These men enlisted when I was just a few years old, or before I was even born, in some cases. They are responsible for the support of tens of thousands of service members. And yet , because I am a warrant officer, they salute me and call me “Sir”. It always makes me feel a bit like a heal and that I somehow cheated. I went warrant officer when I was an E-5 in part because, at the time, it was damn near impossible to make E-6 in my MOS. So as an E-5 I go to a seven week Warrant Officer Candidate School, where I didn’t learn ANYTHING, and graduate outranking the most senior enlisted members of the military.

So is the way we do it and outdated class system?

It's just the way it is. My Platoon Leader was younger than me, and had little to no real life experience. It didn't bother me to salute him, or any officer (some were real douchebags) because you aren't saluting the man, you're saluting the rank and position.
 

Goshin

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Often wondered if there ought to be a requirement to do 4 years as enlisted before being eligible for officer. :shrug:


But, on the pragmatic side, that might cut into recruitment from college grads...
 

notquiteright

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Often wondered if there ought to be a requirement to do 4 years as enlisted before being eligible for officer. :shrug:


But, on the pragmatic side, that might cut into recruitment from college grads...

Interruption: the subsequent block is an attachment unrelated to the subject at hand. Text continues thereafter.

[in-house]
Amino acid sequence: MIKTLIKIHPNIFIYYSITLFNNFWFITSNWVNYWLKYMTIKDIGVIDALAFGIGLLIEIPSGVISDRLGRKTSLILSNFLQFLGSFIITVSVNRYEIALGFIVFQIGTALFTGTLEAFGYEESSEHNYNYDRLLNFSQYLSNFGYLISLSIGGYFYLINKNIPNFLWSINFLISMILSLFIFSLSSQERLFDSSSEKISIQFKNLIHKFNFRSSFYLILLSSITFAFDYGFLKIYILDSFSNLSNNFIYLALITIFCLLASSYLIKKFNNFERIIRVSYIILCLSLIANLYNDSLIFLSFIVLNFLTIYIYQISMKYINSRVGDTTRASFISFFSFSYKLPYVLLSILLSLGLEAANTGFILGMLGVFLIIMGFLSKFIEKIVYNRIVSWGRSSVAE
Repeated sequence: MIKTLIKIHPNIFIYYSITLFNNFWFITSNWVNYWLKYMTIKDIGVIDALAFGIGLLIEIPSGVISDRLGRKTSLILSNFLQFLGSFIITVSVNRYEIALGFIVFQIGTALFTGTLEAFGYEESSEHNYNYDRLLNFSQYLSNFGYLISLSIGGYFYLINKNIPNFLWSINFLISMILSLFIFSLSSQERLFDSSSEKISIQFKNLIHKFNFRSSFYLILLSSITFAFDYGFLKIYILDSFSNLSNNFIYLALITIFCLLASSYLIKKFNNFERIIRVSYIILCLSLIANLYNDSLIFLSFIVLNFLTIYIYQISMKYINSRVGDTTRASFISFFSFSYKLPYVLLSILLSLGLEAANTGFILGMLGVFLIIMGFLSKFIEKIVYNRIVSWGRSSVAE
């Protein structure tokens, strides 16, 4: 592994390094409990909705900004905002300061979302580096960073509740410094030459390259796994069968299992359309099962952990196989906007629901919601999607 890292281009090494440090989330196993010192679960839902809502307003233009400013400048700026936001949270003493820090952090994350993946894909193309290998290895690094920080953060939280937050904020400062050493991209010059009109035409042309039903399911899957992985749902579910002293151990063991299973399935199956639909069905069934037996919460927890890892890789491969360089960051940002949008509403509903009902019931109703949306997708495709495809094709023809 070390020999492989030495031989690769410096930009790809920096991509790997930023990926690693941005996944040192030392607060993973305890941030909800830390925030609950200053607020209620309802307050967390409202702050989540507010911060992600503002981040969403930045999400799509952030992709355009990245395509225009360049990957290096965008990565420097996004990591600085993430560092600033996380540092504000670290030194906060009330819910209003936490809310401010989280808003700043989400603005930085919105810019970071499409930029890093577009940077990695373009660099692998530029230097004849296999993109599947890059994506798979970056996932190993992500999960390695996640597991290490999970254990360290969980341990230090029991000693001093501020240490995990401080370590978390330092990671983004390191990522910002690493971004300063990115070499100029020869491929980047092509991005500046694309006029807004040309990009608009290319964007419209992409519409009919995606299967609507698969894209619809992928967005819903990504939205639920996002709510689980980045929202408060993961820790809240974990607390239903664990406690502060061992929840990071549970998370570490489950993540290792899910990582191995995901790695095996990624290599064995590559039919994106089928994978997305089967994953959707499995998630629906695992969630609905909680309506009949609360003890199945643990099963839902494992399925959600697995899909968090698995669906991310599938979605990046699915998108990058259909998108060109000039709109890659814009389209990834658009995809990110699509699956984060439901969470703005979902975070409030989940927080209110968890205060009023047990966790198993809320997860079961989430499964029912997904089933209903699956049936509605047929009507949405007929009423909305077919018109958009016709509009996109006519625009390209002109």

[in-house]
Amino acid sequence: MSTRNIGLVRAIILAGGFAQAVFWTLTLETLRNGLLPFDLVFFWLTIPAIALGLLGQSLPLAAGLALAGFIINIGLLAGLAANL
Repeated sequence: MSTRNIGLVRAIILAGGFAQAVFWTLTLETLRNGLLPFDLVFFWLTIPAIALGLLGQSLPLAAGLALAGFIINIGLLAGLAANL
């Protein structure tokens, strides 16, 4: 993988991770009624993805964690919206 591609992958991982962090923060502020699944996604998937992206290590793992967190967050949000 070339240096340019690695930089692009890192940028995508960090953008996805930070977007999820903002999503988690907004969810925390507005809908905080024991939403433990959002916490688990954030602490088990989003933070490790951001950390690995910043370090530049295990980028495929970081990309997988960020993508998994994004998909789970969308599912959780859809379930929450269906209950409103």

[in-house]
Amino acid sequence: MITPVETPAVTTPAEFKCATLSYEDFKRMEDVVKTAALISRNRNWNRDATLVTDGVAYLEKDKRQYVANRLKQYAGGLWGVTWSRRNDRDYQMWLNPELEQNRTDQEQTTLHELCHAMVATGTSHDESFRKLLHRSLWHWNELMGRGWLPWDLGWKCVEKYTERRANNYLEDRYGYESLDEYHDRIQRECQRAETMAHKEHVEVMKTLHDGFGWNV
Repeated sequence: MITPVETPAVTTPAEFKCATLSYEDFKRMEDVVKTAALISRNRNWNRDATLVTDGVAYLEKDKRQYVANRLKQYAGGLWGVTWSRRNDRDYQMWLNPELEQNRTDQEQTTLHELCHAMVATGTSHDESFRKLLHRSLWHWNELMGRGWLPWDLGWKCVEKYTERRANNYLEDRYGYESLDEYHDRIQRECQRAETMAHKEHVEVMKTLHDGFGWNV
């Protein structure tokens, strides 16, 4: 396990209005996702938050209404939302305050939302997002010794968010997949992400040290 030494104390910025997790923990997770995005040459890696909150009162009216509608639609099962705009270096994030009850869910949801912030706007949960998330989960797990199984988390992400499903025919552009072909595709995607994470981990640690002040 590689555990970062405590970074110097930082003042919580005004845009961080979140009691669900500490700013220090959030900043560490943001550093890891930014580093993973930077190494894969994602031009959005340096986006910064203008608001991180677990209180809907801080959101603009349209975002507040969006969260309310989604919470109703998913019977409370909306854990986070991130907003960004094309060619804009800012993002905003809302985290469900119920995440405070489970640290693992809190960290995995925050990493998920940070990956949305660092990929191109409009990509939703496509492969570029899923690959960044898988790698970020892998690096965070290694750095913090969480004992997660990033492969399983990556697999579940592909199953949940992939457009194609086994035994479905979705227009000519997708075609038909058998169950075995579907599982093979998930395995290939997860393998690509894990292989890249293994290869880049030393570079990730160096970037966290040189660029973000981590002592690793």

Course with the cost of a college education being what it is and sure to continue to climb perhaps a joint ROTC/National Guard package would be attractive. they are at least doing 4 years worth of weekends and two months total federal service as an enlisted man prior to an act of Congress making them a gentleman... ;)
 

Ford289HiPo

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Often wondered if there ought to be a requirement to do 4 years as enlisted before being eligible for officer. :shrug:

That would be a good idea. At least the "new" Lt would have some actual experience under his/her belt vs the ROTC/West Point commando.
 

Wiseone

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At least you did it the right way. They also have to (well, okay, but yeah, technically) salute 23 year old kids right out of college.

I'm 25 now but you're god damn right you do, and don't think you can do the "turn and burn" where you see LT coming and immediately conduct a right face and power walk off as fast as you can as if you were always headed in that direction.

I will remember you.
I will find you.
And I will get what I'm due.
 

Sarcogito